Shortcut

Registered: Oct 31, 2002
Posts: 1208

Re: Improved sliding x: Is it really safer? [In reply to]
Report this Post
Average: avg_1 avg_2 avg_3 avg_4 avg_5 (0 ratings)  
Can't Post

I'm w/ dingus all the way on this one. Loose the formulas and textbooks and lets figure out what actually happens in a loading situation. Mucho thanx for all the testingf largo. If there were a Mother Theresa award in the climbing industry, you'd deserve it; even if you stretch the morals a bit...
Mal


dr_monkey


Feb 15, 2006, 12:33 PM
Post #58 of 915 (111282 views)
Shortcut

Registered: Nov 16, 2005
Posts: 81

Re: Improved sliding x: Is it really safer? [In reply to]
Report this Post
Average: avg_1 avg_2 avg_3 avg_4 avg_5 (0 ratings)  
Can't Post

This thread has been interesting and I am re-evaluating my preferred equalizing method (cordelette.) I used to think that the Alpine equalizer was to specialized a piece of equipment and due to shock loading. Now it is looking much better.

All of this discussion got me thinking though, this may be a little too far off topic, but... What would be the disadvantages of using a very dynamic material for either a cordelette or sliding-x? There must be some glaring problem I am overlooking, otherwise we would all use a length of a super stretchy twin to build anchors, right? Or better yet manufacturers would be making a specific cord or sling with optimal properties for the application. Maybe it would not make a big enough difference within the greater system?

Anyone out there have actual data or knowledge about this?

Cheers,
DRS


landgolier


Feb 15, 2006, 12:49 PM
Post #59 of 915 (111282 views)
Shortcut

Registered: Mar 3, 2005
Posts: 714

Re: Improved sliding x: Is it really safer? [In reply to]
Report this Post
Average: avg_1 avg_2 avg_3 avg_4 avg_5 (0 ratings)  
Can't Post

In reply to:
This thread has been interesting and I am re-evaluating my preferred equalizing method (cordelette.) I used to think that the Alpine equalizer was to specialized a piece of equipment and due to shock loading. Now it is looking much better.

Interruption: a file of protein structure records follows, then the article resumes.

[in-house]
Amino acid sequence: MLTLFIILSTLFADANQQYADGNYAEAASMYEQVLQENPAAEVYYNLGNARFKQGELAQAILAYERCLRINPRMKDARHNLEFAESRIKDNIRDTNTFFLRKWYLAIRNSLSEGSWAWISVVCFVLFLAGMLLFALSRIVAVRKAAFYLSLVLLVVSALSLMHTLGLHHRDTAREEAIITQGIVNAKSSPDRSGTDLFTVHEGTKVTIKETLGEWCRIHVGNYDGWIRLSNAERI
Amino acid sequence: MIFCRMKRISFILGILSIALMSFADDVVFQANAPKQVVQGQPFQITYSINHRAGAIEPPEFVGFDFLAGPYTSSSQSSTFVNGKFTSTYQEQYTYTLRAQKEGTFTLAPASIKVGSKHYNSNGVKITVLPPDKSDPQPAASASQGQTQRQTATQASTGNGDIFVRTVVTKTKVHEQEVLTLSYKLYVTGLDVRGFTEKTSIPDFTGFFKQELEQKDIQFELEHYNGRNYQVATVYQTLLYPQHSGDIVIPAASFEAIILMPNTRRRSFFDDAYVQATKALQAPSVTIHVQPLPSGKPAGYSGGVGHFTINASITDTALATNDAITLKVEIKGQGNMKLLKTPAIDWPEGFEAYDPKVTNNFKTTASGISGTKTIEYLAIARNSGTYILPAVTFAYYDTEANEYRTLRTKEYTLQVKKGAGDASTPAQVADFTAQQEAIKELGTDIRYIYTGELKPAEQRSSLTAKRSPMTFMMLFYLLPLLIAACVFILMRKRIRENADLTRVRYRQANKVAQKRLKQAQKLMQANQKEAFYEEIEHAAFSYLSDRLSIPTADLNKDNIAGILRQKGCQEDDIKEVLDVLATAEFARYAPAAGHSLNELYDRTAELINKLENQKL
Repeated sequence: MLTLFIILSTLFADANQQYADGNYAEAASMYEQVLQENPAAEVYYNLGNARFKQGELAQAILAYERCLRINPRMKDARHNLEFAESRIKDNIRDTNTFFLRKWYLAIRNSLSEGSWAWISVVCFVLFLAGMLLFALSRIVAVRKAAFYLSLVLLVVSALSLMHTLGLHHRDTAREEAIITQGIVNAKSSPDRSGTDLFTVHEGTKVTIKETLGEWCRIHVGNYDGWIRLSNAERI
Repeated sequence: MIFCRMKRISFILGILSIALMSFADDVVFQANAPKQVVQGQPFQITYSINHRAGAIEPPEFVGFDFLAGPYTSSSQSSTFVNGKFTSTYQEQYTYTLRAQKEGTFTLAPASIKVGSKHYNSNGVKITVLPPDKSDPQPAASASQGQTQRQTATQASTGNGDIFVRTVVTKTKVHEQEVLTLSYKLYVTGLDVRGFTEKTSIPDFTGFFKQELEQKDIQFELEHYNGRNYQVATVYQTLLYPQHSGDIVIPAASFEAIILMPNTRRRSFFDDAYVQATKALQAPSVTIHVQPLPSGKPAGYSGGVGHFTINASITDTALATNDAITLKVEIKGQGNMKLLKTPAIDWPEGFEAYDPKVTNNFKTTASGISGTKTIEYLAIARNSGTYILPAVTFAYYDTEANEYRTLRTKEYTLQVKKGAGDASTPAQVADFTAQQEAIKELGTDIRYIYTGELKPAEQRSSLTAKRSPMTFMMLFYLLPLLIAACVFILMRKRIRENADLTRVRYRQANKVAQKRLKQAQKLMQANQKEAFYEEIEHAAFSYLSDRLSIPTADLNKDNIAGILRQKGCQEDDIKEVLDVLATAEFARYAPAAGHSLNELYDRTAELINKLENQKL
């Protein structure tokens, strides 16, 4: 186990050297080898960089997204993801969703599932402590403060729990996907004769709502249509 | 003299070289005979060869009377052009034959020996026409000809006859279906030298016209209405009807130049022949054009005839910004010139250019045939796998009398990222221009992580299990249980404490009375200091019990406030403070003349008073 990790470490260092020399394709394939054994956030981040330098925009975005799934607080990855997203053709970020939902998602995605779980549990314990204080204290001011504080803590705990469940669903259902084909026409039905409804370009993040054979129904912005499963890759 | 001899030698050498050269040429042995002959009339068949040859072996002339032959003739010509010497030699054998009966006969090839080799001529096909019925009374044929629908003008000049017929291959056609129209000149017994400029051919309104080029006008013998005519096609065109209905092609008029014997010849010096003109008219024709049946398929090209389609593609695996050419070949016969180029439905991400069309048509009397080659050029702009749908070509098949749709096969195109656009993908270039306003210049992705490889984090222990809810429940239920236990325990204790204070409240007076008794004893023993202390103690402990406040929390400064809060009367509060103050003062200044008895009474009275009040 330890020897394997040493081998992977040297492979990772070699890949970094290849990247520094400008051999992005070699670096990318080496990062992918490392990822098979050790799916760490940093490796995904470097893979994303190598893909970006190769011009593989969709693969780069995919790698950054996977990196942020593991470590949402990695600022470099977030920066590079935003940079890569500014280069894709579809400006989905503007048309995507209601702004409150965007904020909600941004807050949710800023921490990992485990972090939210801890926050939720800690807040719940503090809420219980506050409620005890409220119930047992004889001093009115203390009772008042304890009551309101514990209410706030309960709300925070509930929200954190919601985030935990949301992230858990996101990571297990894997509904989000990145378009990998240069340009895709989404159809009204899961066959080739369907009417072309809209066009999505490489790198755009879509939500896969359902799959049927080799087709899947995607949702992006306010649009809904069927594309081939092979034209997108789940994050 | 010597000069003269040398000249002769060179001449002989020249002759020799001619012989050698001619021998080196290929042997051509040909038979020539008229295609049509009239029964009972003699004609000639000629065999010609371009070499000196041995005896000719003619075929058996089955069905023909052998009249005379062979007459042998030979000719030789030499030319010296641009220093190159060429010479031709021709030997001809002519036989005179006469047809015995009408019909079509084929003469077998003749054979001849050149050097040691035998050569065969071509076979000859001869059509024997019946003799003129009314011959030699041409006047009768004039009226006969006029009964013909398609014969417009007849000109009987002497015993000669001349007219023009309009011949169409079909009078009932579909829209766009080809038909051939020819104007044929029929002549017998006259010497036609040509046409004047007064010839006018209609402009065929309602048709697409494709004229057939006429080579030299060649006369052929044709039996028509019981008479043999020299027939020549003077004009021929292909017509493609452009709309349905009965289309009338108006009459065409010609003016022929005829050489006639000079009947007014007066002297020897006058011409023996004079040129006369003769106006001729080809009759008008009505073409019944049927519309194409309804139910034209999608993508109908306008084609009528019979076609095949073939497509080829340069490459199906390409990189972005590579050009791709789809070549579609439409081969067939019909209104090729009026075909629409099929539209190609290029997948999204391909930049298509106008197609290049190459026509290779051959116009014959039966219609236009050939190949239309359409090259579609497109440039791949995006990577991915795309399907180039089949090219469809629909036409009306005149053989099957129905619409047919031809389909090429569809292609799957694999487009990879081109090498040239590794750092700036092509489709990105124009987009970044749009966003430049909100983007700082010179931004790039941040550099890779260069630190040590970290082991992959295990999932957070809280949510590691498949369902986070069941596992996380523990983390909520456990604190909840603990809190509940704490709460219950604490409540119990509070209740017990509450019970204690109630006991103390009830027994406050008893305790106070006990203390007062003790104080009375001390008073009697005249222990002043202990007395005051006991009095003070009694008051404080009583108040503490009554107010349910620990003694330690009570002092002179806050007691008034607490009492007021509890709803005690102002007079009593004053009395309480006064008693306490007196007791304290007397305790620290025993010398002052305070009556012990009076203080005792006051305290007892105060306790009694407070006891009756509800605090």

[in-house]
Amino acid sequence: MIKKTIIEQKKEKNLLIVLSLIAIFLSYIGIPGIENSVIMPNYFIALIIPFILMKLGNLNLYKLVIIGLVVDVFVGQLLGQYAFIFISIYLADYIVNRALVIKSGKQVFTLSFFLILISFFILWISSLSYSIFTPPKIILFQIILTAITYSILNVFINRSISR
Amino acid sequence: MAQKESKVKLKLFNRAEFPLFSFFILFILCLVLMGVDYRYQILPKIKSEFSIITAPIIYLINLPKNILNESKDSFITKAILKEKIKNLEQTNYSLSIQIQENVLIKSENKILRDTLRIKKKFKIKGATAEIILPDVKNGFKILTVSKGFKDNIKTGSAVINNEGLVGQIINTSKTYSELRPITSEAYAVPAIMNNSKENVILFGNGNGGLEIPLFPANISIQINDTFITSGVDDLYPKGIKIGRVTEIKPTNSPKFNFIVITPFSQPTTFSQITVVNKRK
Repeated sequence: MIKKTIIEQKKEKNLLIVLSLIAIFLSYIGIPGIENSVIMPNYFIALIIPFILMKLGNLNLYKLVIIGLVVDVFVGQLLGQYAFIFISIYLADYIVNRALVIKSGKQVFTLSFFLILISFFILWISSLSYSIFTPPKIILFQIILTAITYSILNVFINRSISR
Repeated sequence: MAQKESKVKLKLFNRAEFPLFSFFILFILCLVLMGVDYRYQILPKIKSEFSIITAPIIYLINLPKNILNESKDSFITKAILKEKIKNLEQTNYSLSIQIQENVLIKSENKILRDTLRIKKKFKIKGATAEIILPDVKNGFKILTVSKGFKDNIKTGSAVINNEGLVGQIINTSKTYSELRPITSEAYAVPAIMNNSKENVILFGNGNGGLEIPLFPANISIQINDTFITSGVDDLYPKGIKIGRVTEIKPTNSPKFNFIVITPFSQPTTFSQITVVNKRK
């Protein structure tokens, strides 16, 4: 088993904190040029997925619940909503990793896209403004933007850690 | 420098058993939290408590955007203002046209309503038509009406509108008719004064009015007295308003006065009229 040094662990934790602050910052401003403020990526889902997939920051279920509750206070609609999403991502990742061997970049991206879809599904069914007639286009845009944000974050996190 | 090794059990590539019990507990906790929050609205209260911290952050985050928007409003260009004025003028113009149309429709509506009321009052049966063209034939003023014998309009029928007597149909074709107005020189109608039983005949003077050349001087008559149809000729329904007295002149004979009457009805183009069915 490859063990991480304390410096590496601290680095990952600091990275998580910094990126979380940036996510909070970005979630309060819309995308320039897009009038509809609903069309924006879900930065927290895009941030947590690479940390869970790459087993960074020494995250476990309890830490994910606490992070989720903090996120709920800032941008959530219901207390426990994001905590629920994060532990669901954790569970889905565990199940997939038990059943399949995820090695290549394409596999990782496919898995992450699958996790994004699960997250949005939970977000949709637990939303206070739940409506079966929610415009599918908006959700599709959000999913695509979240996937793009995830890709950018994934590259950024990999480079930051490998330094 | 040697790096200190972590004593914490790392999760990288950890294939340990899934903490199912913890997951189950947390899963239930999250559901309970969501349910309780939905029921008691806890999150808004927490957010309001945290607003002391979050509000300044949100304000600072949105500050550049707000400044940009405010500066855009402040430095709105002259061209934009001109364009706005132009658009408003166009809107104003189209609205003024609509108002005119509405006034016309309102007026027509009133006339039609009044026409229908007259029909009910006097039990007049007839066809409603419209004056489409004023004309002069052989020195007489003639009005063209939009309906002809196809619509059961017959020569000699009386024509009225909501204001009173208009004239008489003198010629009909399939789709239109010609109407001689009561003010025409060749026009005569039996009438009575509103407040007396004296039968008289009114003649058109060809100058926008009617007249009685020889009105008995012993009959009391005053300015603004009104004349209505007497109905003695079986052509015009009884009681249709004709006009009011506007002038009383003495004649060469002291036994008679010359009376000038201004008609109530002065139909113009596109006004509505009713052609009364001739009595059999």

All of this discussion got me thinking though, this may be a little too far off topic, but... What would be the disadvantages of using a very dynamic material for either a cordelette or sliding-x? There must be some glaring problem I am overlooking, otherwise we would all use a length of a super stretchy twin to build anchors, right? Or better yet manufacturers would be making a specific cord or sling with optimal properties for the application. Maybe it would not make a big enough difference within the greater system?

Anyone out there have actual data or knowledge about this?

Cheers,
DRS

Bluewater makes something they call "dynamic prusik" in 6.5, 7, and 8 mils. It's not tested as a single, though, so can't say much is actually known about its properties. Can't hurt I guess.


johngo


Feb 15, 2006, 2:20 PM
Post #60 of 915 (111282 views)
Shortcut

Registered: Aug 24, 2005
Posts: 37

Re: Improved sliding x: Is it really safer? [In reply to]
Report this Post
Average: avg_1 avg_2 avg_3 avg_4 avg_5 (0 ratings)  
Can't Post

Largo and friends,

This has been a great thread! I echo the thanks of many here for the work you are doing on your new book, and for sharing some of the results with us. You'll sell a heap of books as soon as they're available. I'm teaching a few anchor classes this spring, and I want to be sure the students are getting the latest. This post has helped a lot. (And yes, the cordelettes on my rack are now catching some suspicious glances . . .)

Be Well,
johnGo


slcliffdiver


Feb 15, 2006, 2:38 PM
Post #61 of 915 (111282 views)
Shortcut

Registered: Mar 18, 2002
Posts: 489

Re: Improved sliding x: Is it really safer? [In reply to]
Report this Post
Average: avg_1 avg_2 avg_3 avg_4 avg_5 (0 ratings)  
Can't Post

In reply to:
A genuine shock load will only occur in those instances reflected in Duane Raleigh's recent tests for Rock and Ice, say, when someone is tied off to an anchor with a short shank of high tensile cord. He climbs a few feet above the anchor and falls. Here, you have true shock loading, where biners blow apart and anchors rip out because there's no rope slip at the belay device, no stretch in the rope, no human body to absorb loading, et al.

JL

A few senerio's with the sliding X (belayer hooked in with sling or such):
Factor two fall a piece fails if it is a hanging belay the belayer falls directly onto the extended no stretch material and is probably accelerated by the tension in climbers rope and energy of falling climber and or possibly the spring force in the rope to climber.